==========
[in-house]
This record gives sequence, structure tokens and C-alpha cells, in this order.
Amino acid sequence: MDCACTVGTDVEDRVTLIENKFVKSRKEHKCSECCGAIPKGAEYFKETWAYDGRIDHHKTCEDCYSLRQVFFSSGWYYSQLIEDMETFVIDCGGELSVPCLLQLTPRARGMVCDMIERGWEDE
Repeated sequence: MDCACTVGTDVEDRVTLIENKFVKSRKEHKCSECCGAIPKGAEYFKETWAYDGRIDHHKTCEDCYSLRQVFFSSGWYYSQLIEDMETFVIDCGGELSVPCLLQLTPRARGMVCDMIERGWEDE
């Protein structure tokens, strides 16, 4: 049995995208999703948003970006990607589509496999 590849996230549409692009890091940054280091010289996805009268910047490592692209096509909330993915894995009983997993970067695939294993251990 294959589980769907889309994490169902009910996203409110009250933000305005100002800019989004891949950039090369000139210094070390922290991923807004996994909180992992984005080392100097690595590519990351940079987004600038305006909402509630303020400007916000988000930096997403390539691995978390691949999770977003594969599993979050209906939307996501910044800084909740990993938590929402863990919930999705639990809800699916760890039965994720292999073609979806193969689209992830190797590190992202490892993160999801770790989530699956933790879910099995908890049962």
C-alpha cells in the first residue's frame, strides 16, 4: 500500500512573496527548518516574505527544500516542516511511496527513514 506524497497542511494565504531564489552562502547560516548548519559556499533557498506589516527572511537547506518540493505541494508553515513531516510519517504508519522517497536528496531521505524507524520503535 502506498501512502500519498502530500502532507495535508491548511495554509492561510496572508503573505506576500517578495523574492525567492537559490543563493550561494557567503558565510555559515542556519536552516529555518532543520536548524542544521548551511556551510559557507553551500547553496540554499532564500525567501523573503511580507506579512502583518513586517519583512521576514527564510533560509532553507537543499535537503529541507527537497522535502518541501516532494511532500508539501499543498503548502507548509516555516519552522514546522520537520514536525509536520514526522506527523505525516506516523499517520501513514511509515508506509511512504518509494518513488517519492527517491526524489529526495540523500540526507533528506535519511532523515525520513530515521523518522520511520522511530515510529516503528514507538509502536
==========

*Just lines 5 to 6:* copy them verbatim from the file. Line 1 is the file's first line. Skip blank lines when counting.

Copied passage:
């Protein structure tokens, strides 16, 4: 049995995208999703948003970006990607589509496999 590849996230549409692009890091940054280091010289996805009268910047490592692209096509909330993915894995009983997993970067695939294993251990 294959589980769907889309994490169902009910996203409110009250933000305005100002800019989004891949950039090369000139210094070390922290991923807004996994909180992992984005080392100097690595590519990351940079987004600038305006909402509630303020400007916000988000930096997403390539691995978390691949999770977003594969599993979050209906939307996501910044800084909740990993938590929402863990919930999705639990809800699916760890039965994720292999073609979806193969689209992830190797590190992202490892993160999801770790989530699956933790879910099995908890049962």
C-alpha cells in the first residue's frame, strides 16, 4: 500500500512573496527548518516574505527544500516542516511511496527513514 506524497497542511494565504531564489552562502547560516548548519559556499533557498506589516527572511537547506518540493505541494508553515513531516510519517504508519522517497536528496531521505524507524520503535 502506498501512502500519498502530500502532507495535508491548511495554509492561510496572508503573505506576500517578495523574492525567492537559490543563493550561494557567503558565510555559515542556519536552516529555518532543520536548524542544521548551511556551510559557507553551500547553496540554499532564500525567501523573503511580507506579512502583518513586517519583512521576514527564510533560509532553507537543499535537503529541507527537497522535502518541501516532494511532500508539501499543498503548502507548509516555516519552522514546522520537520514536525509536520514526522506527523505525516506516523499517520501513514511509515508506509511512504518509494518513488517519492527517491526524489529526495540523500540526507533528506535519511532523515525520513530515521523518522520511520522511530515510529516503528514507538509502536